I am not blind. I do not know a great deal about visual disabilities. I have read multiple memoirs written by people with visual deficits and find the discrimination they encounter strikingly similar to what I experience as a person that is paralyzed and uses a wheelchair. When the average person encounters a person with a disability like blindness or paralysis preconceived notions abound. Blind people cannot navigate the world. They have hyper sensitive hearing and mystical abilities. Paralyzed people cannot have sex or bear children. Paralyzed people are bitter or have a chip on their shoulder. These stereotypes exist for a reason and are difficult to subvert. I know this as does Governor Paterson who has been skewered by SNL. While I enjoy the life of an average and anonymous person Paterson is public figure who has asserted that SNL skits are not the least bit funny. I agree and detest the puns and world play used by the mainstream media when the subject comes up. For instance, an Opinion piece in the Los Angeles Times concluded that the humor Paterson objected to amounted to bad taste not bigotry and that "those that equate the two may have eyes but they do not see".
Let me be clear on the SNL skits: go ahead make fun of Paterson. His rise to power was unexpected, he used drugs, butchered the handling of Caroline Kennedy for Senate, his marriage was a mess, and some of his decisions in office are questionable. This is archetypical SNL political fodder. Paterson knows this and has not objected to this aspect of the SNL spoofs. What Paterson has vehemently objected to is the bigoted humor that mocks the fact he is blind. Holding charts upside down, wandering aimlessly, using binoculars as a prop is not funny. This simply reinforces decades old and antiquated notions about blindness that one would think would be long forgotten. It also makes me realize how great the social divide is between disabled people and people without a disability. The skits on SNL that spoofed Paterson are akin to the basest forms of humor that would be offensive if one replaced blindness with race, religion, gender, or national origin. Paterson has reiterated this point and it has been ignored.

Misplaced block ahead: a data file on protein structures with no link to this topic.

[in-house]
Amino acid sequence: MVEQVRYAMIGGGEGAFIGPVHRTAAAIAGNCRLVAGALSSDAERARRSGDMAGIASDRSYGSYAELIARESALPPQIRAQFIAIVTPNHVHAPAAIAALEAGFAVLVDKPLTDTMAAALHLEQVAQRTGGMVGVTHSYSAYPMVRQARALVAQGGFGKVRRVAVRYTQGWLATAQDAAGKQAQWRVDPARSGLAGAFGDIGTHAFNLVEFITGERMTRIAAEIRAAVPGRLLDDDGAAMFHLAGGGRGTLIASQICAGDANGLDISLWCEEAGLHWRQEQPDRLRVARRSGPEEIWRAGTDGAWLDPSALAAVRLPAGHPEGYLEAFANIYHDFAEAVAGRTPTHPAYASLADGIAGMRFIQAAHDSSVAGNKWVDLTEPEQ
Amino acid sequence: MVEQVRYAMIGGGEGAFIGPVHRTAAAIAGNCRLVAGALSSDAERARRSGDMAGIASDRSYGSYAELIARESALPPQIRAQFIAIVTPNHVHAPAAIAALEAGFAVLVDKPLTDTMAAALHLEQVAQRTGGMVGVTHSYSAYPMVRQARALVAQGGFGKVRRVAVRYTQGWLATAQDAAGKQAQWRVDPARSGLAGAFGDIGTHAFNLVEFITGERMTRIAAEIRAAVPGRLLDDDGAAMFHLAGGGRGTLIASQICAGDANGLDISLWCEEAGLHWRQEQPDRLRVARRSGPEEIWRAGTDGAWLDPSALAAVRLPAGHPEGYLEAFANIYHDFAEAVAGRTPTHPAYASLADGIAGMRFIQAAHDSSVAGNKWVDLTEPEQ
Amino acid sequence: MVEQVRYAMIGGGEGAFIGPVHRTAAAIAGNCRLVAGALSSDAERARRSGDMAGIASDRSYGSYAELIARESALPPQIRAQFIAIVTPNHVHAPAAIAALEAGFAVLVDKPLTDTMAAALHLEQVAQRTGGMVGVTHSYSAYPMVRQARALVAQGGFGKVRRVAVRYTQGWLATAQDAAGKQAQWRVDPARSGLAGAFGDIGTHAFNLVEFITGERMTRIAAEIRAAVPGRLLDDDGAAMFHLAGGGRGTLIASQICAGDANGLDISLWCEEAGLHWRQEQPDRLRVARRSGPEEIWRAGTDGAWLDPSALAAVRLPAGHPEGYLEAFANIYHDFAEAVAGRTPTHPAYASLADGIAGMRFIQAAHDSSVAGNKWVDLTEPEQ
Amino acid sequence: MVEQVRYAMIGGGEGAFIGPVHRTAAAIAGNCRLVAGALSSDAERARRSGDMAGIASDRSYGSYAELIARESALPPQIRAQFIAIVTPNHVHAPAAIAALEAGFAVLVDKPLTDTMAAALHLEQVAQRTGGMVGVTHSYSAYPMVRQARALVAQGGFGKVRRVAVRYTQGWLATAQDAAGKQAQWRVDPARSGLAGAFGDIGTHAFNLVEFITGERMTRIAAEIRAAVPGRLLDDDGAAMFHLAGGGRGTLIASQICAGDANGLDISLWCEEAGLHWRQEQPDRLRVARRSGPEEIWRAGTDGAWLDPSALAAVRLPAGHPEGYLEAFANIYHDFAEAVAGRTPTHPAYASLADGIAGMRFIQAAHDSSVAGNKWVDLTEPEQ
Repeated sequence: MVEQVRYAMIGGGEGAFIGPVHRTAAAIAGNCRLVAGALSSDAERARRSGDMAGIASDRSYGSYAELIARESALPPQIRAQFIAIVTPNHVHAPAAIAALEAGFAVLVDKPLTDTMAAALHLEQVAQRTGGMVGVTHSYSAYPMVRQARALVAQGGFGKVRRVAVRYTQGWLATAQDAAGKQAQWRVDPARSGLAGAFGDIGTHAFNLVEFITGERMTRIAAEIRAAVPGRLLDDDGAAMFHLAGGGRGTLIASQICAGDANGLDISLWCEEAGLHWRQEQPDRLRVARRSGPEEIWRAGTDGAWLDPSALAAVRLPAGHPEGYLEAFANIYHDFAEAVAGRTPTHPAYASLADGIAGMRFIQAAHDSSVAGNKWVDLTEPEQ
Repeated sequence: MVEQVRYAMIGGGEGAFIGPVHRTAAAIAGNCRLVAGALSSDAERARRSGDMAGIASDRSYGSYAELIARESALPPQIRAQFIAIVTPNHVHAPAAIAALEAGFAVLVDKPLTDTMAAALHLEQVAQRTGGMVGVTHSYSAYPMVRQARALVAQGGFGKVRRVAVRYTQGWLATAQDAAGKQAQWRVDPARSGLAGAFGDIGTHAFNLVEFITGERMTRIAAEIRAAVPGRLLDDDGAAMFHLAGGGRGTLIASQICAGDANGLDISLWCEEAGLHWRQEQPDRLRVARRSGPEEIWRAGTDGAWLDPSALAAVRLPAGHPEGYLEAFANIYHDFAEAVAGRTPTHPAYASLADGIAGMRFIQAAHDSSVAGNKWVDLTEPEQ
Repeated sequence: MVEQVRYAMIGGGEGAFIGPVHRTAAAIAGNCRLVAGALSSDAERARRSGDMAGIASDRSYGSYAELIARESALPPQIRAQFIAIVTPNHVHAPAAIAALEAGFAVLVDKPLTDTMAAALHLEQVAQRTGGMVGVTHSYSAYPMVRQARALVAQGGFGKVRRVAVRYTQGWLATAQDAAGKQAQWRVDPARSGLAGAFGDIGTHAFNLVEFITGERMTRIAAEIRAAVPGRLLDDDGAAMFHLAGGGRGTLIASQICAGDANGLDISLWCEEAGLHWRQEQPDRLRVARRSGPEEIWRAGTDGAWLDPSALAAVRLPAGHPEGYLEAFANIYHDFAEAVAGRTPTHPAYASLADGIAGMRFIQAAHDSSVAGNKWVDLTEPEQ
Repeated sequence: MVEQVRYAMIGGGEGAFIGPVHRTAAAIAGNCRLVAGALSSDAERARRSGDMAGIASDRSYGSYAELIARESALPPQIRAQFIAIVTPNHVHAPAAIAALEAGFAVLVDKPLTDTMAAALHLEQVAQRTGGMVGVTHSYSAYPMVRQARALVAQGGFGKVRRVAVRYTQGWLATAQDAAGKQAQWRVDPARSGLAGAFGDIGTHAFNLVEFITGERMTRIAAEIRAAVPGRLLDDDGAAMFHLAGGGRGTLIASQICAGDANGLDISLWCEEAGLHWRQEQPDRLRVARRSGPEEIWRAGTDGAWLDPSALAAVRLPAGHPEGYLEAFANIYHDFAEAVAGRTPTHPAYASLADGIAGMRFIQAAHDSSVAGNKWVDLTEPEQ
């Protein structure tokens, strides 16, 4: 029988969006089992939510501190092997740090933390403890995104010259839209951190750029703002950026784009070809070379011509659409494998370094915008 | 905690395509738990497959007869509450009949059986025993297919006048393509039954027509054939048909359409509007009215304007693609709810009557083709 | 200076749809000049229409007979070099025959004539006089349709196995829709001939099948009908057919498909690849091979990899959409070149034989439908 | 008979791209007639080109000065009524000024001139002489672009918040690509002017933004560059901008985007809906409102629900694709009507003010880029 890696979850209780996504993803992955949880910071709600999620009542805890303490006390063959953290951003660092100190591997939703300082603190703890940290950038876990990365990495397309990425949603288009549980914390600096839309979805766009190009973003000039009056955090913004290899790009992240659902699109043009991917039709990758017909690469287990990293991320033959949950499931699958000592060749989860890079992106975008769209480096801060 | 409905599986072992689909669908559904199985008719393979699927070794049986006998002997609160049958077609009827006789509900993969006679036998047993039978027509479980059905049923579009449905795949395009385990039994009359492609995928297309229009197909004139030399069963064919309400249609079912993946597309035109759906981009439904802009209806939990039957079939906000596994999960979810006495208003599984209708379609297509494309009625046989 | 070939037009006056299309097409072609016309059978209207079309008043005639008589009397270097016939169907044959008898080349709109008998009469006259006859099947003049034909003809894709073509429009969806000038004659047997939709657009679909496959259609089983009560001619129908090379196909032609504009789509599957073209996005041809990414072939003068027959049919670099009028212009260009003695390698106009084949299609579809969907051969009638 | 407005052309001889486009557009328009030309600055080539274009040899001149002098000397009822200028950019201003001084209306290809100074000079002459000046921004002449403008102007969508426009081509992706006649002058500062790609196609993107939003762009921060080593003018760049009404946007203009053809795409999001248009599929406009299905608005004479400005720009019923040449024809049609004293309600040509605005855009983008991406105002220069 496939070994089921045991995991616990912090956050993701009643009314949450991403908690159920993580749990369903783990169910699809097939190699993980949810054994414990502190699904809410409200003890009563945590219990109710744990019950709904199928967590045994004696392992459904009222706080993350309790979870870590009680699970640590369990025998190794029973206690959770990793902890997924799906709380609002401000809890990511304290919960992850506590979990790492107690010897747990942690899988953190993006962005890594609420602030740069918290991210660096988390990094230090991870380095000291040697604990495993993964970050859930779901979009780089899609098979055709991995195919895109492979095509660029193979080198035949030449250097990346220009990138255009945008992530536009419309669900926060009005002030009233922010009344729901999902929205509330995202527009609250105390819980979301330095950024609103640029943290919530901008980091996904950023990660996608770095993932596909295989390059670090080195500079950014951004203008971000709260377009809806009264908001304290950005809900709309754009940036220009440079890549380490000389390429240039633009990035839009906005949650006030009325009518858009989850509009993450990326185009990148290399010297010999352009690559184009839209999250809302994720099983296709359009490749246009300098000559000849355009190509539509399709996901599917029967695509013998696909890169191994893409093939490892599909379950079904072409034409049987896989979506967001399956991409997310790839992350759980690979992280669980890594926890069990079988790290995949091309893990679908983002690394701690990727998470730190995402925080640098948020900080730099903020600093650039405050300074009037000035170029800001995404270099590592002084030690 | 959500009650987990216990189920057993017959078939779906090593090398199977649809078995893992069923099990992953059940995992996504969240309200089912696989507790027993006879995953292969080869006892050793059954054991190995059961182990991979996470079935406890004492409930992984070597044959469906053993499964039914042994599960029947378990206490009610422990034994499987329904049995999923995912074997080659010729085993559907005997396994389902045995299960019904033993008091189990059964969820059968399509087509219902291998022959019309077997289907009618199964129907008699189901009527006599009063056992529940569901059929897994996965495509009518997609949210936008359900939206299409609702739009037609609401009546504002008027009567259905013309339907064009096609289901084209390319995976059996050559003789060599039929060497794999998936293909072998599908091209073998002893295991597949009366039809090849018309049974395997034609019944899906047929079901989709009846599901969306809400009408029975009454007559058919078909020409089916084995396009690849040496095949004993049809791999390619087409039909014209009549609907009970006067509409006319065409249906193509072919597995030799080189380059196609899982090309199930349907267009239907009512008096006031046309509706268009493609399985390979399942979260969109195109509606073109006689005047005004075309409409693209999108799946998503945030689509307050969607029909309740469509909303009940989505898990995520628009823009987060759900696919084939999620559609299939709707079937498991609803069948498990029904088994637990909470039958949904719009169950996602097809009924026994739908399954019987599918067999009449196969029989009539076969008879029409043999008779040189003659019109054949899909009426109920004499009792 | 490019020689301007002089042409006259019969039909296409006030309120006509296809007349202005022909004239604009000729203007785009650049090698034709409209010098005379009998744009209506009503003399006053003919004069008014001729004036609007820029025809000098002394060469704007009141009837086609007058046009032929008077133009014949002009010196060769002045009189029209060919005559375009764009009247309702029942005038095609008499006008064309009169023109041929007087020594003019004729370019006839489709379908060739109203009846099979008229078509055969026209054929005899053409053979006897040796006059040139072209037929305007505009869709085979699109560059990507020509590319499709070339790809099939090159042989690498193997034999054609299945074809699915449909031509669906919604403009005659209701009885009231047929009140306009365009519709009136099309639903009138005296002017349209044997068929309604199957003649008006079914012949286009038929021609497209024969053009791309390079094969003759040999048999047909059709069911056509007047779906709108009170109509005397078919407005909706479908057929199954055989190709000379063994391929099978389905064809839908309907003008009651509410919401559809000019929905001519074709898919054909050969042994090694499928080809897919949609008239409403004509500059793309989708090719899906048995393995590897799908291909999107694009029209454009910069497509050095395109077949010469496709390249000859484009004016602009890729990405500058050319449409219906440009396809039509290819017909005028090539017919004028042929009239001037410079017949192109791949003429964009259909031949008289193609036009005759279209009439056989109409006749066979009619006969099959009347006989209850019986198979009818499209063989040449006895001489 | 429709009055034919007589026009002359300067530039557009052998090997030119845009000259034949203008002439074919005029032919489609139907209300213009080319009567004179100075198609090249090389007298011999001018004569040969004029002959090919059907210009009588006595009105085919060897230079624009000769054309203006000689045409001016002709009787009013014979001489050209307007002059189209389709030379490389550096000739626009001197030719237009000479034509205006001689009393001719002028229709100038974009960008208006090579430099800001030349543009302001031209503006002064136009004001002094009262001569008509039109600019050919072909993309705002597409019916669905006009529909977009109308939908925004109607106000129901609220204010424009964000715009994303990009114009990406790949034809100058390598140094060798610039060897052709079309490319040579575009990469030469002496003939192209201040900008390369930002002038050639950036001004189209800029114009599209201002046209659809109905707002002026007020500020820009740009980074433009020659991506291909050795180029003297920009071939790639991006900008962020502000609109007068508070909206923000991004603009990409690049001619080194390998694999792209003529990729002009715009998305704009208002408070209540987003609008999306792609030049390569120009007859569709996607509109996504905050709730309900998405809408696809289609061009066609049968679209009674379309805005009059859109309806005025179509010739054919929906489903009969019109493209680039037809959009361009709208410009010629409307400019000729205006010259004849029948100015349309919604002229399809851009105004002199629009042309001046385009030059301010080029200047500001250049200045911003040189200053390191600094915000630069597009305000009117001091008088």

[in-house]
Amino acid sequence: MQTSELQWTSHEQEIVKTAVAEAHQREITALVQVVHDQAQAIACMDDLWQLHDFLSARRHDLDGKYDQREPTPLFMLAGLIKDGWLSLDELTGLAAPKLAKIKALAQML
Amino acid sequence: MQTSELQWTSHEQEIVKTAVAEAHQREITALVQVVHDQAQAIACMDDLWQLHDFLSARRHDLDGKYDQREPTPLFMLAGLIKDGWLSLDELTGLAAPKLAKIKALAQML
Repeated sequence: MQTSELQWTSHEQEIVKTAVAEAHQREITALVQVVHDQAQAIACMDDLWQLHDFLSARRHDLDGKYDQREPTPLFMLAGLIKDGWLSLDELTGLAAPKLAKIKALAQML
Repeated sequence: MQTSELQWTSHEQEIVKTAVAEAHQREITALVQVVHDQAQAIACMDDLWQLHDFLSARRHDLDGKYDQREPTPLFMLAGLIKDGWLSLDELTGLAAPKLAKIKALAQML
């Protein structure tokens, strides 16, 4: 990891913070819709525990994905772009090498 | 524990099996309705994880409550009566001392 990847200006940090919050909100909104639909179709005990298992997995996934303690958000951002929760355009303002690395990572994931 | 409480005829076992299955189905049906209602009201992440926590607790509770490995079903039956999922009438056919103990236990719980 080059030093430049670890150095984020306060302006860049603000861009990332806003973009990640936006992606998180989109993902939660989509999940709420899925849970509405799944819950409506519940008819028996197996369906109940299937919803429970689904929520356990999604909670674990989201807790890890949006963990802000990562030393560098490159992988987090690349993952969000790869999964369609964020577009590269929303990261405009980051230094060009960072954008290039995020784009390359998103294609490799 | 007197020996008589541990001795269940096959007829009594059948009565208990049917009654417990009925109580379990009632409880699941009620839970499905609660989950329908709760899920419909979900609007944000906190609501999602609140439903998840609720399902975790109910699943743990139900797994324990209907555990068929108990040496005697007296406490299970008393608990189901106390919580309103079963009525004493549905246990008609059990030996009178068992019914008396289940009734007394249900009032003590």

Paterson has not impressed me since he became governor with one exception: his response to the SNL skit has been consistent and on point. He has maintained that the biggest problem with the SNL skit is that it reinforces existing problems all disabled people encounter: attitudinal barriers that account for the high rate of unemployment among people with disabilities. The SNL skits have no basis in fact. Governor Paterson is not an inept blind man. I for one have never observed a blind person doing any of the the things portrayed in the SNL skits. Given this, I cannot help but conclude Mr. Paterson is correct when he stated that SNL mocked his disability and that this "humor" was particularly damaging because it assumes any person that is blind, deaf, or paralyzed is incompetent. I was subjected to this sort of ridicule in college and I did not find it funny when I was 18 and I don't think it is funny when I am 48.
Those that are unfamiliar with disability may consider Paterson and myself to be kill joys. This is not true. Much humor can be found in disability but it requires a depth of knowledge that SNL ignored in favor of third grade chuckles. And I assure you that such humor is indeed damaging to all people with a disability. I know this is true because I am routinely subjected to baseless prejudice that is dependent upon antiquated beliefs. For instance, once in a while when I go out to eat the waiter or waitress will ask if I can read. The assumption is that paralysis and cognitive deficits are in n the same. I am also asked on a regular basis if I am the "biological father" of my son. The assumption made is that no paralyzed person could be a father. This sort of baseless bigotry is exactly what Paterson is objecting to. This is why I find no humor in SNL skits that mock Paterson's blindness and wish instead of clever word play editors of major newspapers would read some of the many wonderful memoirs published by blind people. Steve Kuusisto's Planet of the Blind would be a wonderful place to start. Perhaps I should ask Steve to send the SNL producers a copy of his book. Of course this would mean they would need to read it and use their considerable skills to create humor that is based on fact not bigotry.
Paralyzed since I was 18 years old, I have spent much of the last 30 years thinking about the reasons why the social life of crippled people is so different from those who ambulate on two feet. After reading about the so called Ashley Treatment I decided it was time to write a book about my life as a crippled man. My book, Bad Cripple: A Protest from an Invisible Man, will be published by Counter Punch. I hope my book will completed soon.
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Wednesday, February 18, 2009
SNL: Bad Taste or Bigotry?
Posted by william Peace at 6:07 AM 9 comments:
PhD 1992 in anthropology Columbia University, I am interested in disability rights and bioethics.
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